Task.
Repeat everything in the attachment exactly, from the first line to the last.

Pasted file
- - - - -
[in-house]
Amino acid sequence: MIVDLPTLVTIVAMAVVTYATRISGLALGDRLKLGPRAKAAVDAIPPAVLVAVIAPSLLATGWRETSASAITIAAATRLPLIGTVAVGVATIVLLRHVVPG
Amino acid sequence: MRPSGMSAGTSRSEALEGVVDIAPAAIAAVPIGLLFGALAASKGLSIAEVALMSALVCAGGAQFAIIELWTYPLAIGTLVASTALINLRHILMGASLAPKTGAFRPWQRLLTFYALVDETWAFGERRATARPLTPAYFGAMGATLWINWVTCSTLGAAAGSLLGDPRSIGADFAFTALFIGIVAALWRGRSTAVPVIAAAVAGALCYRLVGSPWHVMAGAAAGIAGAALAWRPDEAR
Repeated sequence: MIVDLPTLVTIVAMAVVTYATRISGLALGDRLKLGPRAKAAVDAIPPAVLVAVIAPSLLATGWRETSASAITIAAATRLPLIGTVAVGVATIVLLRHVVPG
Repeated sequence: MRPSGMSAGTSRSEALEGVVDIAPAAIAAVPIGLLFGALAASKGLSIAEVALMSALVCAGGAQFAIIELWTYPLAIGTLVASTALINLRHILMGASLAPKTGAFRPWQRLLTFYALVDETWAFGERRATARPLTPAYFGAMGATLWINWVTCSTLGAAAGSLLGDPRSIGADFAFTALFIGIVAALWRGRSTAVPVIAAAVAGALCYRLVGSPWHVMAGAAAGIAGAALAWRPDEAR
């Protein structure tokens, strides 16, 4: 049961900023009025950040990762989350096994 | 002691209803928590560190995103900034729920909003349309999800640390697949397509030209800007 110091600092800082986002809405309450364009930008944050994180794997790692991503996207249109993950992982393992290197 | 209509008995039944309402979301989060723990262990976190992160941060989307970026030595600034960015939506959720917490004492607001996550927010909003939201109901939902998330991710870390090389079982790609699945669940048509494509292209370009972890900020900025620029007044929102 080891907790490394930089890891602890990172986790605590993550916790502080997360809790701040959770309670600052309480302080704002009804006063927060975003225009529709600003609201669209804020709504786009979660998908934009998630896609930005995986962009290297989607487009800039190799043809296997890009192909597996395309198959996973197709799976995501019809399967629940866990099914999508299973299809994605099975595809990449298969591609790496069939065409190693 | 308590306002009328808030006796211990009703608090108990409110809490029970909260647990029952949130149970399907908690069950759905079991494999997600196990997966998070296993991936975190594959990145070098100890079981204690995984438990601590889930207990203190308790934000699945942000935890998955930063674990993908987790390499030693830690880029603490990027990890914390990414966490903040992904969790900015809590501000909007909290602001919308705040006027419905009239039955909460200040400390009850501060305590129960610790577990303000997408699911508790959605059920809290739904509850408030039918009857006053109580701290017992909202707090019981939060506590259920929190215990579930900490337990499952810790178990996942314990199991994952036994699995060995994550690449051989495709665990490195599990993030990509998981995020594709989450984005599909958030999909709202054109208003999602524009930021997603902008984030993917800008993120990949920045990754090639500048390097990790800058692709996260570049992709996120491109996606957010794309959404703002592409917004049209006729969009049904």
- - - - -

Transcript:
[in-house]
Amino acid sequence: MIVDLPTLVTIVAMAVVTYATRISGLALGDRLKLGPRAKAAVDAIPPAVLVAVIAPSLLATGWRETSASAITIAAATRLPLIGTVAVGVATIVLLRHVVPG
Amino acid sequence: MRPSGMSAGTSRSEALEGVVDIAPAAIAAVPIGLLFGALAASKGLSIAEVALMSALVCAGGAQFAIIELWTYPLAIGTLVASTALINLRHILMGASLAPKTGAFRPWQRLLTFYALVDETWAFGERRATARPLTPAYFGAMGATLWINWVTCSTLGAAAGSLLGDPRSIGADFAFTALFIGIVAALWRGRSTAVPVIAAAVAGALCYRLVGSPWHVMAGAAAGIAGAALAWRPDEAR
Repeated sequence: MIVDLPTLVTIVAMAVVTYATRISGLALGDRLKLGPRAKAAVDAIPPAVLVAVIAPSLLATGWRETSASAITIAAATRLPLIGTVAVGVATIVLLRHVVPG
Repeated sequence: MRPSGMSAGTSRSEALEGVVDIAPAAIAAVPIGLLFGALAASKGLSIAEVALMSALVCAGGAQFAIIELWTYPLAIGTLVASTALINLRHILMGASLAPKTGAFRPWQRLLTFYALVDETWAFGERRATARPLTPAYFGAMGATLWINWVTCSTLGAAAGSLLGDPRSIGADFAFTALFIGIVAALWRGRSTAVPVIAAAVAGALCYRLVGSPWHVMAGAAAGIAGAALAWRPDEAR
């Protein structure tokens, strides 16, 4: 049961900023009025950040990762989350096994 | 002691209803928590560190995103900034729920909003349309999800640390697949397509030209800007 110091600092800082986002809405309450364009930008944050994180794997790692991503996207249109993950992982393992290197 | 209509008995039944309402979301989060723990262990976190992160941060989307970026030595600034960015939506959720917490004492607001996550927010909003939201109901939902998330991710870390090389079982790609699945669940048509494509292209370009972890900020900025620029007044929102 080891907790490394930089890891602890990172986790605590993550916790502080997360809790701040959770309670600052309480302080704002009804006063927060975003225009529709600003609201669209804020709504786009979660998908934009998630896609930005995986962009290297989607487009800039190799043809296997890009192909597996395309198959996973197709799976995501019809399967629940866990099914999508299973299809994605099975595809990449298969591609790496069939065409190693 | 308590306002009328808030006796211990009703608090108990409110809490029970909260647990029952949130149970399907908690069950759905079991494999997600196990997966998070296993991936975190594959990145070098100890079981204690995984438990601590889930207990203190308790934000699945942000935890998955930063674990993908987790390499030693830690880029603490990027990890914390990414966490903040992904969790900015809590501000909007909290602001919308705040006027419905009239039955909460200040400390009850501060305590129960610790577990303000997408699911508790959605059920809290739904509850408030039918009857006053109580701290017992909202707090019981939060506590259920929190215990579930900490337990499952810790178990996942314990199991994952036994699995060995994550690449051989495709665990490195599990993030990509998981995020594709989450984005599909958030999909709202054109208003999602524009930021997603902008984030993917800008993120990949920045990754090639500048390097990790800058692709996260570049992709996120491109996606957010794309959404703002592409917004049209006729969009049904």